Week 2 Advent Reflection

This week's homily comes from my provincial minister, John Celichowski OFM Cap. (John C. for short) I failed to ask whether this beginning story was a true event or is a metaphor for many for living the Gospel in the midst of Christmas Consumerism. As soon as I get an answer, I'll update this post. Peace. -V

Headline: Santa in Slammer
Santa Involved in Mall Melee
by Mike Byline, Briarwood Bee Staff Writer

Santa Claus, beloved gift-bearer to countless generations of children throughout the world, found himself in the County Jail last night after he was arrested by Briarwood Police after a disturbance at the Mammon Mall. A copy of the complaint obtained by the Bee indicated that Mr. Claus, AKA “St. Nicholas” and “St. Nick,” was charged with disorderly conduct and disturbing the peace.

According to mall officials, nothing seemed out of the ordinary for a Tuesday evening at the mall until about 7:15 PM. That was when Mr. Claus, after speaking with his last little visitor to the “X-treme North Pole” display, reportedly shed his traditional red coat and pants and changed into an outfit that appeared to be made out camel’s hair. He then allegedly climbed to the roof of the gingerbread house, rang a bell, and unfurled a banner reading: Every shopping aisle shall be filled in, and every sale bin made low. The winding lines shall be made straight; and the rain checks and layaways shall be no more/ And all flesh shall see that salvation is not wrapped and under the tree.

Witnesses reported that upon unrolling the banner, Mr. Claus continued to ring the bell and used the display’s PA system to proclaim the message. A few shoppers were apparently so displeased by the demonstration that they began screaming and cursing at “St. Nick.” Mall security was alerted to the situation, and they in turn called police when some patrons began pelting Mr. Claus with the free Christmas cookies that were available at the mall’s Hospitality Center.

“I was expecting Elvis and Blue Christmas,” said Elizabeth Crocker, who was trying to track down some more Zhu Zhu Pets for her grandchildren. “Instead, we had to listen to….this man’s ranting. It certainly didn’t put me in the holiday spirit.” Mall Manager Bill Cash added, “We expect all of our employees and vendors to do what they can to enhance the shopping experience, and this was clearly not up to our standards. We apologize to anyone who was offended.”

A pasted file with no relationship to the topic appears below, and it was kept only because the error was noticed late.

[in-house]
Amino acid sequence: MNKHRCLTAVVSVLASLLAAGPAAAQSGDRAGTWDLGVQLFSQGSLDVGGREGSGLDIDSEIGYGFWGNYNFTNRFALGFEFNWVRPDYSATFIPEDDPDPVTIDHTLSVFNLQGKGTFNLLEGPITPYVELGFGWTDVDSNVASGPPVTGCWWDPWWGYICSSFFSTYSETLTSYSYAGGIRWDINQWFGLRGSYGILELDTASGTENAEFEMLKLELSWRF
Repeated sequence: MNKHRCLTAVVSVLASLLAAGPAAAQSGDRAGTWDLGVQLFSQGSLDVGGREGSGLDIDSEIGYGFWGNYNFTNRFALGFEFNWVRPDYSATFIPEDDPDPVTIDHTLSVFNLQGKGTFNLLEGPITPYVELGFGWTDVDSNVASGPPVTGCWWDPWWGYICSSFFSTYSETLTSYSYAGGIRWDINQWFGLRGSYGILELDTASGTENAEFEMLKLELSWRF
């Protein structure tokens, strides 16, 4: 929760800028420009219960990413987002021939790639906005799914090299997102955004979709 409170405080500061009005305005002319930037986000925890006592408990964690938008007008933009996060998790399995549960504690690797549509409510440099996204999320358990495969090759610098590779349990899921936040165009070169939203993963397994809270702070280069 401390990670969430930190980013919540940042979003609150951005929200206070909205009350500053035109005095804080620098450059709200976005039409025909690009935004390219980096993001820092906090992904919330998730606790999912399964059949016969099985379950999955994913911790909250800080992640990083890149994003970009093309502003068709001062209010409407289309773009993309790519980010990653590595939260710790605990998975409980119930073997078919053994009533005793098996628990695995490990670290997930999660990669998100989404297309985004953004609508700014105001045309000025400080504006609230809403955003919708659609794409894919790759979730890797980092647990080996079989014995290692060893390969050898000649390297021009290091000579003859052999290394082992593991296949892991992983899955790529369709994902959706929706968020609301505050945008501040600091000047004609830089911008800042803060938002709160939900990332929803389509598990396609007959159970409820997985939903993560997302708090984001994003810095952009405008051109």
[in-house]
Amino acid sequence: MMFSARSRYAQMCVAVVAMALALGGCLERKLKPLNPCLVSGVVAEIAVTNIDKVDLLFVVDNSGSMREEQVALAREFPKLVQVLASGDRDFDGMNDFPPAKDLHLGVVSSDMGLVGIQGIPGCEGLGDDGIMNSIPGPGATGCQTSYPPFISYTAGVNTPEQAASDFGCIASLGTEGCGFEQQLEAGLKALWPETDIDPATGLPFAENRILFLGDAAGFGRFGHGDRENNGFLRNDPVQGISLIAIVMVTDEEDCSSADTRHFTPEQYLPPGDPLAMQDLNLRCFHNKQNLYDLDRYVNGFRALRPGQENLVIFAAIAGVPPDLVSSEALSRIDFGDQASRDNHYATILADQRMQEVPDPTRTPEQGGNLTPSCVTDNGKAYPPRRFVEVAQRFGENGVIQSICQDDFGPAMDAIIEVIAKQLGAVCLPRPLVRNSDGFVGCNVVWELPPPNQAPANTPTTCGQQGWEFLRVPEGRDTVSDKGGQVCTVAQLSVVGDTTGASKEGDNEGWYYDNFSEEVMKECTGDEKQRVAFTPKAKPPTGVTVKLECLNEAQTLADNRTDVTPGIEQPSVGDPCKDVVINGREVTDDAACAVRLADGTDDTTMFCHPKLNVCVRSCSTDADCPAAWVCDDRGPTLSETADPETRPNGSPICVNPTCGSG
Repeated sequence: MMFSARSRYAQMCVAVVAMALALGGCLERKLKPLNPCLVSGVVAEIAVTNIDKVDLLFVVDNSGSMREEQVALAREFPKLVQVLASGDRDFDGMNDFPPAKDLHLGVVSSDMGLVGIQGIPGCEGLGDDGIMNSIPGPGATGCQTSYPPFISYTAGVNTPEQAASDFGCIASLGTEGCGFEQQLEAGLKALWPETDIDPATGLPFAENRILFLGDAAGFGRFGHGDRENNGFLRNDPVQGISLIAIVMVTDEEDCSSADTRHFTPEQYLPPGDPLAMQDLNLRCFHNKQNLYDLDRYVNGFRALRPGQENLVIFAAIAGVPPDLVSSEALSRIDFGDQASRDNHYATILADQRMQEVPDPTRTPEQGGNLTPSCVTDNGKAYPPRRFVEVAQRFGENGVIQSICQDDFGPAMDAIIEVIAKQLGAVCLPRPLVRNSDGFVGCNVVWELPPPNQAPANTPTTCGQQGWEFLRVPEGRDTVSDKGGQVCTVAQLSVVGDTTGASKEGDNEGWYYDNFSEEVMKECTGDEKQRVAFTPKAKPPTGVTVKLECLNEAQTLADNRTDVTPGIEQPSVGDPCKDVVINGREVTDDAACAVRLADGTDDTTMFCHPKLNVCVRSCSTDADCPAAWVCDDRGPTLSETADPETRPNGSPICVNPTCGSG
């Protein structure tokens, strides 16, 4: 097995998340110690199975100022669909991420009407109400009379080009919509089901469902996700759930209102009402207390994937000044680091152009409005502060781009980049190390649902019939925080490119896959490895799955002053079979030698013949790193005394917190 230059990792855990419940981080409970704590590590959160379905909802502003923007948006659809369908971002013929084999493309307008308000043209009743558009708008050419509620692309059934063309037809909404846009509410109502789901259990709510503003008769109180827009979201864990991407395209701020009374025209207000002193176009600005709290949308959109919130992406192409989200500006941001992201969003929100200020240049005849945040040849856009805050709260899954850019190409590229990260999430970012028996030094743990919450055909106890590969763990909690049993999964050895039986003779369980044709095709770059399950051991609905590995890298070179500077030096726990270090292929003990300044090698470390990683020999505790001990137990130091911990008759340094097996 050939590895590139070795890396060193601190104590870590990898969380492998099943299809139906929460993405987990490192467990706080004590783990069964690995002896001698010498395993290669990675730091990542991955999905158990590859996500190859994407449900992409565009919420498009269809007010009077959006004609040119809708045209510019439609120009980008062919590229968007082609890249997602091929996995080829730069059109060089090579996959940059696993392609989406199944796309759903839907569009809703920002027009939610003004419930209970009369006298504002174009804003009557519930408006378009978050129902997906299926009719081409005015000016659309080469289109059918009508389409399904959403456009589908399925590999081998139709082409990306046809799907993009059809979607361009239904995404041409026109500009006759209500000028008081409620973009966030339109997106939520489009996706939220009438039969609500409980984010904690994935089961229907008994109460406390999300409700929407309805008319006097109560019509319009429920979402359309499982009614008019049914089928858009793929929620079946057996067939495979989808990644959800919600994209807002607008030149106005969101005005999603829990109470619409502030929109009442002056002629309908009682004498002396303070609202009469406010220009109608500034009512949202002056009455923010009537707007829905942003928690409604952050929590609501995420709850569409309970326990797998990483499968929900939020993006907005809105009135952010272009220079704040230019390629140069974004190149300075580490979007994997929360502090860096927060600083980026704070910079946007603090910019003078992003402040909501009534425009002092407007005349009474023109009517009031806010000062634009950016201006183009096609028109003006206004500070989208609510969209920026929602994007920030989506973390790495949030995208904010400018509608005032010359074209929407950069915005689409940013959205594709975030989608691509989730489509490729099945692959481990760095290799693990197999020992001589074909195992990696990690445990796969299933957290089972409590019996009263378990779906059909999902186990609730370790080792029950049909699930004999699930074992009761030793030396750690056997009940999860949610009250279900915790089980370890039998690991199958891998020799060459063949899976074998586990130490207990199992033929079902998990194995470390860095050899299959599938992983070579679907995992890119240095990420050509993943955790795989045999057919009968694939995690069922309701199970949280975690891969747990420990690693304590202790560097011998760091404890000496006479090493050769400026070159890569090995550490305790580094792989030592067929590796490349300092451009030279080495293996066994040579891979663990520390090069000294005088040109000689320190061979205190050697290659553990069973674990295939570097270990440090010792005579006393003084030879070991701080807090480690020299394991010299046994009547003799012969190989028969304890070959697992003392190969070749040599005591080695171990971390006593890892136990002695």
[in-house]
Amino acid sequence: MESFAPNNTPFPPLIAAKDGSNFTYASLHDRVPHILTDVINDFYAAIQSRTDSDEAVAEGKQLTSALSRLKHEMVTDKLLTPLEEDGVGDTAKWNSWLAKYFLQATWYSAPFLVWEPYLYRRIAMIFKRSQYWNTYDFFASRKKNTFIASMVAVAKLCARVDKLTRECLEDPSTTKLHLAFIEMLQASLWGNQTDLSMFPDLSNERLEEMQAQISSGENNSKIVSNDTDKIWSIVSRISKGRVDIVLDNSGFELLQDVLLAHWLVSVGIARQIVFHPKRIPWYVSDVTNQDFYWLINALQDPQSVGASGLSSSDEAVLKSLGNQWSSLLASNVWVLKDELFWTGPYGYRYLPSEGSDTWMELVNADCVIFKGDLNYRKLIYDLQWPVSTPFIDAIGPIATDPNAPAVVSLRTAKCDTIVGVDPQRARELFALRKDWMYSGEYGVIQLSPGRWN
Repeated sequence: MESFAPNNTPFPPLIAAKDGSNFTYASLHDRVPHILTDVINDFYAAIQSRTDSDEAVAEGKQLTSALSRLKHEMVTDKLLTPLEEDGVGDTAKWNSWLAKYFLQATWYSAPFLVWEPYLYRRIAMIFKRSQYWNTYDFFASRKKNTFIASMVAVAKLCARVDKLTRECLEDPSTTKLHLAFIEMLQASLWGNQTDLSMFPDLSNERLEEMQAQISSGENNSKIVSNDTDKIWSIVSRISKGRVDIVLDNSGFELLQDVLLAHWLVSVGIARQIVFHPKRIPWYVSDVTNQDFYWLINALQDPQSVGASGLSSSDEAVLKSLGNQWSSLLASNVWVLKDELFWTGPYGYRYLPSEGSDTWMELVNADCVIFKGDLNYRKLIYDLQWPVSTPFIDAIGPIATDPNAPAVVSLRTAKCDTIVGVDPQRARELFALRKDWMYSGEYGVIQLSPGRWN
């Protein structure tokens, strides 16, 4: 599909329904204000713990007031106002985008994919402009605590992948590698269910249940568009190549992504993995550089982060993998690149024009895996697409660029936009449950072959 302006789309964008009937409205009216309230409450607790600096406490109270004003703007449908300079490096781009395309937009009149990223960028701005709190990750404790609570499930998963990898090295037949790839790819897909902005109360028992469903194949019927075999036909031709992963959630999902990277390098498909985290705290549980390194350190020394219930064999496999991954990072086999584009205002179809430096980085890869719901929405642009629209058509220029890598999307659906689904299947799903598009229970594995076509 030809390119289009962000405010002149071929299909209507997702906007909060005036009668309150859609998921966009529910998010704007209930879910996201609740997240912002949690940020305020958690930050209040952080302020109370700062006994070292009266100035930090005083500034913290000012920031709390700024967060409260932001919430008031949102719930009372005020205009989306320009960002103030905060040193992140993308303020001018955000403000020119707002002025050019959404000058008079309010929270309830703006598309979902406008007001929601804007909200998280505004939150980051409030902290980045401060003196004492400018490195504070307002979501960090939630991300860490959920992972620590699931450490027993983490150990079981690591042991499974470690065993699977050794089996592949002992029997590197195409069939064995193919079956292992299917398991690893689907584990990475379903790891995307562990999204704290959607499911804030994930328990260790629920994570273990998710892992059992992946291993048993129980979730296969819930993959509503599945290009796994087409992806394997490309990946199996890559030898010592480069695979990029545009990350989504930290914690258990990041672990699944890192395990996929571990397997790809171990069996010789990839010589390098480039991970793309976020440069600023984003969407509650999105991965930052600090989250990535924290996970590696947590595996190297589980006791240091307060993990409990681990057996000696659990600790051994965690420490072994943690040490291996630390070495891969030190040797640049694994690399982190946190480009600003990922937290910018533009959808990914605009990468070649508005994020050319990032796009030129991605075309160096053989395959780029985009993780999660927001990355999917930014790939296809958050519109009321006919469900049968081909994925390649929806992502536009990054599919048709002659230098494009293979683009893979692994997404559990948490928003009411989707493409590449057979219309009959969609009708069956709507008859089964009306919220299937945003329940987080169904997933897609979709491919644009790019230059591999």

A preliminary hearing is scheduled for Friday at the County Courthouse.

The word Advent comes from two Latin words, ad + venire, which together literally mean “to come to” someone or something. Most Catholics know that this is the season in which we prepare to celebrate God’s coming to us, particularly in the person of Jesus our Christ, whose birth we recall and celebrate at Christmas. Thus we heard St. Luke recall the work of John the Baptist and the words of Isaiah: ”Prepare a way for the Lord, make straight his paths.” But Advent is much more than getting ready to commemorate a past event.

The great medieval abbot, St. Bernard, reflected in one of his sermons that in this season we actually celebrate three comings of Christ: In his first coming our Lord came in our flesh and in our weakness; in this middle coming he comes in spirit and in power; in the final coming he will be seen in glory and majesty.

In celebrating Advent we too often focus on what Bernard called the first and final comings of Christ; but we sometimes neglect the middle. Yet don’t we proclaim in our Memorial Acclamation: “Christ has died, Christ is risen, Chris will come again?” In Advent we remember with gratitude the first coming of Christ; we live in hope for the third; but live in the middle coming, here and now.

That middle can be the toughest place to live, especially these days. I began writing this homily on the eve that President Obama announced his plans to devote another 30,000 troops and tens of billions of dollars to what has become a protracted war in Afghanistan. At the same time, so many people are out of work, looking for more work, and wondering how they are going to manage their mortgage payments, utility and food bills, much less their Christmas gift lists.

I recently saw a report that said that while Christmas shoppers spent an average of $412 in 2008, they are expected to spend an average of “only” $390 this year. More notably, however, 22% of those surveyed said that they will spend less than $100 this year. That news may not be good for the retailers or for our economy, but it could be a blessing in disguise for Advent and Christmas; for it might invite more of us to ask an essential question of this season: For what or whom are we really preparing? Can we, like the early church of Philippi for whom St. Paul prayed, learn “to discern what is of value?”

Advent is not only a time to reflect on Christ’s coming to us—yesterday, tomorrow, and today—it also calls us to reflect on our coming to Christ, here and now! When John began his ministry near the Jordan, St. Luke recalls, he went about “proclaiming a baptism of repentance for the forgiveness of sins.” Forgiveness was something that God would do; but it could not be effective without a response. People not only had to be cleansed outwardly by immersing themselves in the waters of baptism but also cleansed inwardly through repentance.

What are the crooked paths in our lives that need to be straightened? What are the valleys of depression, despair and division that could be filled in? What are the mountains of pride, denial or even delusion that need to be leveled? What are the rough ways—particularly in how we sometimes treat those closest to us—that need to be smoothed by kindness, compassion, and justice?

May God, who has begun this good work of Advent in us bring it to completion in Christ Jesus our Lord, in spirit and in power.

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